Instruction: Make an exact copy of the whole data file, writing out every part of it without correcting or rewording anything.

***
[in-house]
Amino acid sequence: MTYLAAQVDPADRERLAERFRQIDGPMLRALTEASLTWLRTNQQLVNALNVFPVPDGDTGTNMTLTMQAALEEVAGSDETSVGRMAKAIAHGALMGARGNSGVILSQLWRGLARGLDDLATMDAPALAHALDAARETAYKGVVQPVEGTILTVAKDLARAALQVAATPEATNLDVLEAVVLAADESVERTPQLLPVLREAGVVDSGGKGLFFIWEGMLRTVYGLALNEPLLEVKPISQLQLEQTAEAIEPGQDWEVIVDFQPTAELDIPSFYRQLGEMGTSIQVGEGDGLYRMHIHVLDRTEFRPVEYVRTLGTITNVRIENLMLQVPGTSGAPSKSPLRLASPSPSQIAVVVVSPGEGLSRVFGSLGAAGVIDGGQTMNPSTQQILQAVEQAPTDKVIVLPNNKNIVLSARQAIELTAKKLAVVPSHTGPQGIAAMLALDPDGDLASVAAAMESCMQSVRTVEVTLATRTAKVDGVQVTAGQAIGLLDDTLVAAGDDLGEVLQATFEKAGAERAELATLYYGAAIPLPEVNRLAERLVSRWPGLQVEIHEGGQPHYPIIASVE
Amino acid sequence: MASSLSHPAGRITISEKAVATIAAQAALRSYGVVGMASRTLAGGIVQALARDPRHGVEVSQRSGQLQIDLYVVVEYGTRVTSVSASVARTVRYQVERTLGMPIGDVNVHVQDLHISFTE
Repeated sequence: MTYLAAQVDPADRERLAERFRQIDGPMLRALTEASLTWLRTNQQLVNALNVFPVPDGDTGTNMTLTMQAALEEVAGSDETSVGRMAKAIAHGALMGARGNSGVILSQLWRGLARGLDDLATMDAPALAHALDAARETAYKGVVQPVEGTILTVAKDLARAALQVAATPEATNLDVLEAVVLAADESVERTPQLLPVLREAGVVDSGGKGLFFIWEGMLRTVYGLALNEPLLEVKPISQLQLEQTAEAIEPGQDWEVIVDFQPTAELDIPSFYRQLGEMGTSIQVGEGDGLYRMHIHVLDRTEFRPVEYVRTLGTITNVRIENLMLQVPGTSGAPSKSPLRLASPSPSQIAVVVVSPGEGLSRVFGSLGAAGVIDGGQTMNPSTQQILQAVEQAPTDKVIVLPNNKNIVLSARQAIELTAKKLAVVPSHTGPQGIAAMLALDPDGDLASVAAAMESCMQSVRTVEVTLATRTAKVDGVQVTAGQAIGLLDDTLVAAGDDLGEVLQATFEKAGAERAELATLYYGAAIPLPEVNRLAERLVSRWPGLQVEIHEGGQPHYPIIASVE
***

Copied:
[in-house]
Amino acid sequence: MTYLAAQVDPADRERLAERFRQIDGPMLRALTEASLTWLRTNQQLVNALNVFPVPDGDTGTNMTLTMQAALEEVAGSDETSVGRMAKAIAHGALMGARGNSGVILSQLWRGLARGLDDLATMDAPALAHALDAARETAYKGVVQPVEGTILTVAKDLARAALQVAATPEATNLDVLEAVVLAADESVERTPQLLPVLREAGVVDSGGKGLFFIWEGMLRTVYGLALNEPLLEVKPISQLQLEQTAEAIEPGQDWEVIVDFQPTAELDIPSFYRQLGEMGTSIQVGEGDGLYRMHIHVLDRTEFRPVEYVRTLGTITNVRIENLMLQVPGTSGAPSKSPLRLASPSPSQIAVVVVSPGEGLSRVFGSLGAAGVIDGGQTMNPSTQQILQAVEQAPTDKVIVLPNNKNIVLSARQAIELTAKKLAVVPSHTGPQGIAAMLALDPDGDLASVAAAMESCMQSVRTVEVTLATRTAKVDGVQVTAGQAIGLLDDTLVAAGDDLGEVLQATFEKAGAERAELATLYYGAAIPLPEVNRLAERLVSRWPGLQVEIHEGGQPHYPIIASVE
Amino acid sequence: MASSLSHPAGRITISEKAVATIAAQAALRSYGVVGMASRTLAGGIVQALARDPRHGVEVSQRSGQLQIDLYVVVEYGTRVTSVSASVARTVRYQVERTLGMPIGDVNVHVQDLHISFTE
Repeated sequence: MTYLAAQVDPADRERLAERFRQIDGPMLRALTEASLTWLRTNQQLVNALNVFPVPDGDTGTNMTLTMQAALEEVAGSDETSVGRMAKAIAHGALMGARGNSGVILSQLWRGLARGLDDLATMDAPALAHALDAARETAYKGVVQPVEGTILTVAKDLARAALQVAATPEATNLDVLEAVVLAADESVERTPQLLPVLREAGVVDSGGKGLFFIWEGMLRTVYGLALNEPLLEVKPISQLQLEQTAEAIEPGQDWEVIVDFQPTAELDIPSFYRQLGEMGTSIQVGEGDGLYRMHIHVLDRTEFRPVEYVRTLGTITNVRIENLMLQVPGTSGAPSKSPLRLASPSPSQIAVVVVSPGEGLSRVFGSLGAAGVIDGGQTMNPSTQQILQAVEQAPTDKVIVLPNNKNIVLSARQAIELTAKKLAVVPSHTGPQGIAAMLALDPDGDLASVAAAMESCMQSVRTVEVTLATRTAKVDGVQVTAGQAIGLLDDTLVAAGDDLGEVLQATFEKAGAERAELATLYYGAAIPLPEVNRLAERLVSRWPGLQVEIHEGGQPHYPIIASVE